The process of rapidly cooling a re-heated metal object by plunging it in water or another liquid, such as oil. Steels can be hardened to varying extents depending on their carbon content and the rate or speed at which the quench occurs, which varies with the thermal capacity of the quenching liquid as well as the mass of shape of the object being quenched. In an air-cooled steel the cooling rate is sufficiently slow to allow the structure of the steel to transform to one at least partly made up of pearlite. When this critical cooling rate is exceeded, the transformation to pearlite no longer has time to take place and, depending on the rate of cooling, one of several less stable structures is the result. The more efficient the quench the less stable and correspondingly harder and more brittle is the resultant structure. When the rate of cooling is rapid enough a fully quenched structure of martensite is the result.
The protection of part of a steel object from the effects of a quenching medium, and thus from rapid cooling, usually by covering it with clay. Medieval and later Japanese sword-smiths, for example, might coat a blade with a mixture of wet clay and charcoal, then scrape most of this away along the edge which was to be hardened. The blade was then heated above the upper critical temperature, and quenched in water, producing a blade with a hardened edge and a tough unhardened back.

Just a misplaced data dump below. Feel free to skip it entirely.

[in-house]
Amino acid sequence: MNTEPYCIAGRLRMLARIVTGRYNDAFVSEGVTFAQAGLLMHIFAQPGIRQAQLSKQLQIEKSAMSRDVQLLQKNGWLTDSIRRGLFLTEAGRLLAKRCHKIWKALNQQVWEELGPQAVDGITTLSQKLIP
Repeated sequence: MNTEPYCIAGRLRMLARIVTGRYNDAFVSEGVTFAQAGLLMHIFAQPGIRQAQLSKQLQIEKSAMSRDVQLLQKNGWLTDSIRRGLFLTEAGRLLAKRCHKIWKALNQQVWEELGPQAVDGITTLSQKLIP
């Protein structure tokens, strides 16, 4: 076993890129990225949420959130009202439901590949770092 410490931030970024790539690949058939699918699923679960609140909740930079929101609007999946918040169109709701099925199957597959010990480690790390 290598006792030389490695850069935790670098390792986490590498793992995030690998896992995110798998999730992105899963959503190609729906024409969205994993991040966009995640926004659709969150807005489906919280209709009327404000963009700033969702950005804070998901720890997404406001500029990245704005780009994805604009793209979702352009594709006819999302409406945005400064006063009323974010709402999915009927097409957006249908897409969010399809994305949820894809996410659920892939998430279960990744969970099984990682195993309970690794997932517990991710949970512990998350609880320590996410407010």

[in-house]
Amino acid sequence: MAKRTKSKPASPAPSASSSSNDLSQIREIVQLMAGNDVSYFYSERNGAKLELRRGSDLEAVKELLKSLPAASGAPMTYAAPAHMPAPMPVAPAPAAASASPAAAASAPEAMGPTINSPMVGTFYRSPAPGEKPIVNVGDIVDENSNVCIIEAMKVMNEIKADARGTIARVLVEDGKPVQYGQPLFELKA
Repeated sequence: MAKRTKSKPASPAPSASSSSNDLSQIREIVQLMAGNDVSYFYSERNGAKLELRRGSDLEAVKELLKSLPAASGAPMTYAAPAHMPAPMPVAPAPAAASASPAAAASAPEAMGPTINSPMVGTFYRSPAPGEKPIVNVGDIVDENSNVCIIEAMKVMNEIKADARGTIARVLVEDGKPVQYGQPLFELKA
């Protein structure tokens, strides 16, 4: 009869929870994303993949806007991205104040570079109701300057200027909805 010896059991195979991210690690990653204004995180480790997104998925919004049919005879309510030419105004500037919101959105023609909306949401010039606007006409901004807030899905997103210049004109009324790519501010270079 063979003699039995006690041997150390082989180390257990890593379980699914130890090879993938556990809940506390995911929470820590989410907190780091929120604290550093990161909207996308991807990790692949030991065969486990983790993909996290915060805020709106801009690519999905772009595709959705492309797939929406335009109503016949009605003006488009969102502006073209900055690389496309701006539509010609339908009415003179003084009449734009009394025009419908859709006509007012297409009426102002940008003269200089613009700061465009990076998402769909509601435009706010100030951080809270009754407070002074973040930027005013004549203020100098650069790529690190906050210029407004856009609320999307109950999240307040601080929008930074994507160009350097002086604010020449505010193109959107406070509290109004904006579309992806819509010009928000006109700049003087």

Slack- or slow-quenching
Quenching carried out using a cooling liquid, such as oil, with a lower thermal capacity than a fast-cooling liquid like water. Depending on the carbon content of a steel quenched in this way, an intermediate transformation product such as bainite will be formed, rather than the fully quenched, much harder and more highly stressed transformation product, martensite. More gentle quenching can avoid excessive distortion or even breakage, although an insufficiently well-quenched steel might be too soft and perhaps too easily blunted or bent.